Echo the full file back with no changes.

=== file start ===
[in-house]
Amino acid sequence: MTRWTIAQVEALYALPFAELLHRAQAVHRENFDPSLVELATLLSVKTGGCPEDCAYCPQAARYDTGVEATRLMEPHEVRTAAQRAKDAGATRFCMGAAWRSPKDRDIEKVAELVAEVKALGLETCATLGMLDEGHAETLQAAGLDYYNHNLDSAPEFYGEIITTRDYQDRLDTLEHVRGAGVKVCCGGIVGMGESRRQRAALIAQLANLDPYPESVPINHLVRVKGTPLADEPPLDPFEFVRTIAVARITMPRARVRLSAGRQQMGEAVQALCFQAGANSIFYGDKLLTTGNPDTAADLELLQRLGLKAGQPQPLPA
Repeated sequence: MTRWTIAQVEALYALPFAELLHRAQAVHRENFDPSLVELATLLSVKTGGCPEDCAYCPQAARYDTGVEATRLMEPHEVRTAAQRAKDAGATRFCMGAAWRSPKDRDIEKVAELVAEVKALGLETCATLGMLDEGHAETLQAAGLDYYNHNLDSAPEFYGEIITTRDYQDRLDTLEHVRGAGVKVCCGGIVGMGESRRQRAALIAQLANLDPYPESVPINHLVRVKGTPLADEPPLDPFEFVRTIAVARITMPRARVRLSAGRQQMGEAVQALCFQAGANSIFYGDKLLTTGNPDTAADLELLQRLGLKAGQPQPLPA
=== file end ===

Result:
[in-house]
Amino acid sequence: MTRWTIAQVEALYALPFAELLHRAQAVHRENFDPSLVELATLLSVKTGGCPEDCAYCPQAARYDTGVEATRLMEPHEVRTAAQRAKDAGATRFCMGAAWRSPKDRDIEKVAELVAEVKALGLETCATLGMLDEGHAETLQAAGLDYYNHNLDSAPEFYGEIITTRDYQDRLDTLEHVRGAGVKVCCGGIVGMGESRRQRAALIAQLANLDPYPESVPINHLVRVKGTPLADEPPLDPFEFVRTIAVARITMPRARVRLSAGRQQMGEAVQALCFQAGANSIFYGDKLLTTGNPDTAADLELLQRLGLKAGQPQPLPA
Repeated sequence: MTRWTIAQVEALYALPFAELLHRAQAVHRENFDPSLVELATLLSVKTGGCPEDCAYCPQAARYDTGVEATRLMEPHEVRTAAQRAKDAGATRFCMGAAWRSPKDRDIEKVAELVAEVKALGLETCATLGMLDEGHAETLQAAGLDYYNHNLDSAPEFYGEIITTRDYQDRLDTLEHVRGAGVKVCCGGIVGMGESRRQRAALIAQLANLDPYPESVPINHLVRVKGTPLADEPPLDPFEFVRTIAVARITMPRARVRLSAGRQQMGEAVQALCFQAGANSIFYGDKLLTTGNPDTAADLELLQRLGLKAGQPQPLPA